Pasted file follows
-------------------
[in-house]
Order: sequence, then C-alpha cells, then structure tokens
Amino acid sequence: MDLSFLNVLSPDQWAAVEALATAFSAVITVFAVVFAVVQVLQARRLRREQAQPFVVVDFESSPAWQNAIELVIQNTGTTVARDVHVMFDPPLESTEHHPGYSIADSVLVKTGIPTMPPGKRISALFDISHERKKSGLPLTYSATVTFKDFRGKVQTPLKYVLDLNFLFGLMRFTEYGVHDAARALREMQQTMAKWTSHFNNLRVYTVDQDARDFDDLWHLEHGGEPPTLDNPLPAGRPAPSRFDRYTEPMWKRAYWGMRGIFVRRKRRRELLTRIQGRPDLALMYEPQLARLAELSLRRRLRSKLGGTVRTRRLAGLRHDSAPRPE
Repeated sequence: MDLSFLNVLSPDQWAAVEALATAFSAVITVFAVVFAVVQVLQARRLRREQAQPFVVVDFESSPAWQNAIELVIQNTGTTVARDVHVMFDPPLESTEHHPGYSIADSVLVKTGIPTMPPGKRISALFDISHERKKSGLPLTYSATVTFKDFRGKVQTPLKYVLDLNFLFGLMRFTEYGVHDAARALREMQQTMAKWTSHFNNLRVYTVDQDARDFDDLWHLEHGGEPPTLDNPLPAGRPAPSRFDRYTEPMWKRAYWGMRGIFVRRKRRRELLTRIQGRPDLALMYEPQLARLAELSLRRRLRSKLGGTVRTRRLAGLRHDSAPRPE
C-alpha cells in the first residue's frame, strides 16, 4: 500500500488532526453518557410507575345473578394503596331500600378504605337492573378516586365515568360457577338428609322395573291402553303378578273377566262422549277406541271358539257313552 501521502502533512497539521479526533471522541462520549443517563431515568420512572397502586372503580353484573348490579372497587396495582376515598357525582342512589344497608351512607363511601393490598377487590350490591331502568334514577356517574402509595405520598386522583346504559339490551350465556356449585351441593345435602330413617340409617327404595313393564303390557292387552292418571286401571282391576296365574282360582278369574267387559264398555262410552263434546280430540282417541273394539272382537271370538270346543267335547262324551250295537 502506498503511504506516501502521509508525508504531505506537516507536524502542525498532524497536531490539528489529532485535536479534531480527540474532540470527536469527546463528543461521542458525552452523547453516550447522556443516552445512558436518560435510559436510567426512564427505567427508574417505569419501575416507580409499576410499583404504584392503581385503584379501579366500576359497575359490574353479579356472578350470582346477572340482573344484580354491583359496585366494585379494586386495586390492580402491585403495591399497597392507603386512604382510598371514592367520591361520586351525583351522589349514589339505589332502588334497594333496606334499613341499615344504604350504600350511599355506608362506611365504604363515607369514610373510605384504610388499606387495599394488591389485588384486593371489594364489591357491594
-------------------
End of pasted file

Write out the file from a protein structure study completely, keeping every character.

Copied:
[in-house]
Order: sequence, then C-alpha cells, then structure tokens
Amino acid sequence: MDLSFLNVLSPDQWAAVEALATAFSAVITVFAVVFAVVQVLQARRLRREQAQPFVVVDFESSPAWQNAIELVIQNTGTTVARDVHVMFDPPLESTEHHPGYSIADSVLVKTGIPTMPPGKRISALFDISHERKKSGLPLTYSATVTFKDFRGKVQTPLKYVLDLNFLFGLMRFTEYGVHDAARALREMQQTMAKWTSHFNNLRVYTVDQDARDFDDLWHLEHGGEPPTLDNPLPAGRPAPSRFDRYTEPMWKRAYWGMRGIFVRRKRRRELLTRIQGRPDLALMYEPQLARLAELSLRRRLRSKLGGTVRTRRLAGLRHDSAPRPE
Repeated sequence: MDLSFLNVLSPDQWAAVEALATAFSAVITVFAVVFAVVQVLQARRLRREQAQPFVVVDFESSPAWQNAIELVIQNTGTTVARDVHVMFDPPLESTEHHPGYSIADSVLVKTGIPTMPPGKRISALFDISHERKKSGLPLTYSATVTFKDFRGKVQTPLKYVLDLNFLFGLMRFTEYGVHDAARALREMQQTMAKWTSHFNNLRVYTVDQDARDFDDLWHLEHGGEPPTLDNPLPAGRPAPSRFDRYTEPMWKRAYWGMRGIFVRRKRRRELLTRIQGRPDLALMYEPQLARLAELSLRRRLRSKLGGTVRTRRLAGLRHDSAPRPE
C-alpha cells in the first residue's frame, strides 16, 4: 500500500488532526453518557410507575345473578394503596331500600378504605337492573378516586365515568360457577338428609322395573291402553303378578273377566262422549277406541271358539257313552 501521502502533512497539521479526533471522541462520549443517563431515568420512572397502586372503580353484573348490579372497587396495582376515598357525582342512589344497608351512607363511601393490598377487590350490591331502568334514577356517574402509595405520598386522583346504559339490551350465556356449585351441593345435602330413617340409617327404595313393564303390557292387552292418571286401571282391576296365574282360582278369574267387559264398555262410552263434546280430540282417541273394539272382537271370538270346543267335547262324551250295537 502506498503511504506516501502521509508525508504531505506537516507536524502542525498532524497536531490539528489529532485535536479534531480527540474532540470527536469527546463528543461521542458525552452523547453516550447522556443516552445512558436518560435510559436510567426512564427505567427508574417505569419501575416507580409499576410499583404504584392503581385503584379501579366500576359497575359490574353479579356472578350470582346477572340482573344484580354491583359496585366494585379494586386495586390492580402491585403495591399497597392507603386512604382510598371514592367520591361520586351525583351522589349514589339505589332502588334497594333496606334499613341499615344504604350504600350511599355506608362506611365504604363515607369514610373510605384504610388499606387495599394488591389485588384486593371489594364489591357491594